I'm fighting the feelings that I don't want her to go. If it's too much longer, I don't know how I'm going to take it when death comes. She doesn't want this. I don't want this. It's human nature to hold onto something we know we're losing, that is the selfish reason, not what I want.

Talking to your kids about the death of a loved one

I had the talk with my daughter about Mommy's poor health. I tried to do something for the two of them where my daughter could trace her mom's hand in a book about the afterlife. She seemed interested at first, but then withdrew and insisted she wanted to play. It was then I knew it was time to talk to her.

I took her upstairs into our bedroom where nothing could distract us. I told her that she already knew Mommy was sick. The next part I told her she had never heard from me. I told her that she was not going to get healthy again. I could see the sadness in her eyes. I told her that Mommy was going to die soon. She asked me a couple of questions.

"Will there be a new Mommy?" No I said.

"You mean it's just going to be Daddy and kids?" Yes I said.

She later asked me "When Mommy dies will she be able to see everything?"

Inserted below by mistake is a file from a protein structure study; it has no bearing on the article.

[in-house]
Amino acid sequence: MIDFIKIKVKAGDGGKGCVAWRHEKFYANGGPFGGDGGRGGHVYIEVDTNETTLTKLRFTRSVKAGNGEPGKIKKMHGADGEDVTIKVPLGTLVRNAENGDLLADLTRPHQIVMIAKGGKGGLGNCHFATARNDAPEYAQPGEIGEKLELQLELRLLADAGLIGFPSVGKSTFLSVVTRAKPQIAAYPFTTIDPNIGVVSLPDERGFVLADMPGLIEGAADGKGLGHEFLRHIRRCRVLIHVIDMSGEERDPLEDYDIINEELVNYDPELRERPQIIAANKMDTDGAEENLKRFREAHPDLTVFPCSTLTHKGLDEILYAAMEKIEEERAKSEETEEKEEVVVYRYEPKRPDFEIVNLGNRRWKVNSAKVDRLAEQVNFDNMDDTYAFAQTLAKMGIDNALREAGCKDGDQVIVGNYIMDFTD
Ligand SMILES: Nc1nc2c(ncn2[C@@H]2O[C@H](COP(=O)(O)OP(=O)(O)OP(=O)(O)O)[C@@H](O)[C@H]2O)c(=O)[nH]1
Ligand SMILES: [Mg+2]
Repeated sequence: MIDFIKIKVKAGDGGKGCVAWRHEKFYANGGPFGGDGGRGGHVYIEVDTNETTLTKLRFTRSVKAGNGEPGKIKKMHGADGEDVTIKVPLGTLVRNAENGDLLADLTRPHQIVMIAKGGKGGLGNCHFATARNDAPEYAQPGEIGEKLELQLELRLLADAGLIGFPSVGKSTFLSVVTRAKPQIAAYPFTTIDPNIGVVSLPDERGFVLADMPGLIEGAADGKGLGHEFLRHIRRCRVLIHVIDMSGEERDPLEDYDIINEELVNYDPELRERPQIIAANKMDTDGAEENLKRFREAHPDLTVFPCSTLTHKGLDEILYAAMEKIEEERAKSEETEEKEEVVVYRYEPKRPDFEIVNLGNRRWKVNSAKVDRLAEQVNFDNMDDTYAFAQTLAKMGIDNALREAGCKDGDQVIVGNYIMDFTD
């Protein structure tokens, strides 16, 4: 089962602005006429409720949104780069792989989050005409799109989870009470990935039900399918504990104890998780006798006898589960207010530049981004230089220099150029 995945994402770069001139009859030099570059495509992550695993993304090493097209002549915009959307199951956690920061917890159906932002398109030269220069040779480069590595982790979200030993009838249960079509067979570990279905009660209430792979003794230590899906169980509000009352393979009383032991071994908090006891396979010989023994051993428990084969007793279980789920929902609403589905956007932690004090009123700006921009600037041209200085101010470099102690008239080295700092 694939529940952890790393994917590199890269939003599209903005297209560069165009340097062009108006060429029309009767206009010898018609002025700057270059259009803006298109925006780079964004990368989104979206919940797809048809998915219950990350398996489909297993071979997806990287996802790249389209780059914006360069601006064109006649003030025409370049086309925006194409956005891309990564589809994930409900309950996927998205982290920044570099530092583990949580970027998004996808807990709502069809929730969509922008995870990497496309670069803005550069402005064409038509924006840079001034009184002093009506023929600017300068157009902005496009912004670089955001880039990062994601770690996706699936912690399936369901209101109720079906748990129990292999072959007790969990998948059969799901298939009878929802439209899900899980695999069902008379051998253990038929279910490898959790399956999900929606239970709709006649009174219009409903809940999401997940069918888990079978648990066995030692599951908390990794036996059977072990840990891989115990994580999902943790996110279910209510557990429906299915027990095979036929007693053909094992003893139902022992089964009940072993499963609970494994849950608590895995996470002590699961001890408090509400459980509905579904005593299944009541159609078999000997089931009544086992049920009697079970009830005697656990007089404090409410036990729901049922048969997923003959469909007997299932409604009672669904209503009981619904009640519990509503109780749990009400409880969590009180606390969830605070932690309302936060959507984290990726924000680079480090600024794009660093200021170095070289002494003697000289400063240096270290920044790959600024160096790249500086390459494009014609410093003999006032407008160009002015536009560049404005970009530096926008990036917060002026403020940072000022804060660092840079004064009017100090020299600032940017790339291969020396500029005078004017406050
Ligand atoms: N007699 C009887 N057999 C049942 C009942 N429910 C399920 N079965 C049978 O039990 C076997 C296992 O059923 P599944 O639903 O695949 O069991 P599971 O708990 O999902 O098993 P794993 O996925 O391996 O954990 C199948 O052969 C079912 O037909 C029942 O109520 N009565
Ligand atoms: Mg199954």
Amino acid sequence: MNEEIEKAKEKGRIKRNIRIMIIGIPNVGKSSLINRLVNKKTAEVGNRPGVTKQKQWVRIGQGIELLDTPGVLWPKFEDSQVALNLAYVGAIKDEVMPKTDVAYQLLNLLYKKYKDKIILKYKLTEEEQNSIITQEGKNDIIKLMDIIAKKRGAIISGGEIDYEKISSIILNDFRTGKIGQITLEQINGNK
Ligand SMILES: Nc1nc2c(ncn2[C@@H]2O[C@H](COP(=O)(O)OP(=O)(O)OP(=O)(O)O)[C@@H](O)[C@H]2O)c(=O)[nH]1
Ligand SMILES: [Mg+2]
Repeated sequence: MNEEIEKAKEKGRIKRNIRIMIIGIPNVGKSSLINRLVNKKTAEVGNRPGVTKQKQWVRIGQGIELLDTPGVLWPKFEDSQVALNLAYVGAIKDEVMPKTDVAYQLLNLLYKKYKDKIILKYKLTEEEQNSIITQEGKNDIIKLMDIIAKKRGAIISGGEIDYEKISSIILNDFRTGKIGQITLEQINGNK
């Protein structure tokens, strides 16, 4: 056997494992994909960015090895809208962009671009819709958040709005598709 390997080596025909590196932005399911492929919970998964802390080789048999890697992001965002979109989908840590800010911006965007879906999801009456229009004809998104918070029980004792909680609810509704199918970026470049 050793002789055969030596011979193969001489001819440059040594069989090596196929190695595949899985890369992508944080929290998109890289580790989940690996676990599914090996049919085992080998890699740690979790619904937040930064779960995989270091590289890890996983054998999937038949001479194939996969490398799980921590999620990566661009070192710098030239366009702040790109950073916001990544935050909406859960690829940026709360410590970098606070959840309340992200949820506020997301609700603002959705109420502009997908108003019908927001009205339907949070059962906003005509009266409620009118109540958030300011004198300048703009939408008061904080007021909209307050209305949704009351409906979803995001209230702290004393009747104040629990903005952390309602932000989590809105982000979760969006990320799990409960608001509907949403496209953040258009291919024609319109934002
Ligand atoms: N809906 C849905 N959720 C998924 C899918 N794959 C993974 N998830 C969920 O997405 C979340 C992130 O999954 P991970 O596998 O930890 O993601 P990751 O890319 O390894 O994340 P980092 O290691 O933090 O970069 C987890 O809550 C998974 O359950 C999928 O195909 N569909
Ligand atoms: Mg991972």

I pulled out a book I got from a social worker called the Invisible String about a Mom's solid bond with her kids and how that bond remains in tact when the kids and Mom are separated. I had a tough time getting the words out but I made it through.

It's my plan to answer any questions my daughter might have. I'll even check with her regularly to see if she has any and put her at ease that she can ask anything and I will be honest with her.

I got more questions later that night. She asked me "Is Mommy going to die for real?" Yes I said somberly. She then asked me if there are other kids who don't have mommies. I said yes and that there were many who don't have daddies but that her Daddy was not going anywhere and was going to take very good care of her and her brother.

Wednesday, February 02, 2011

The Beginning of the End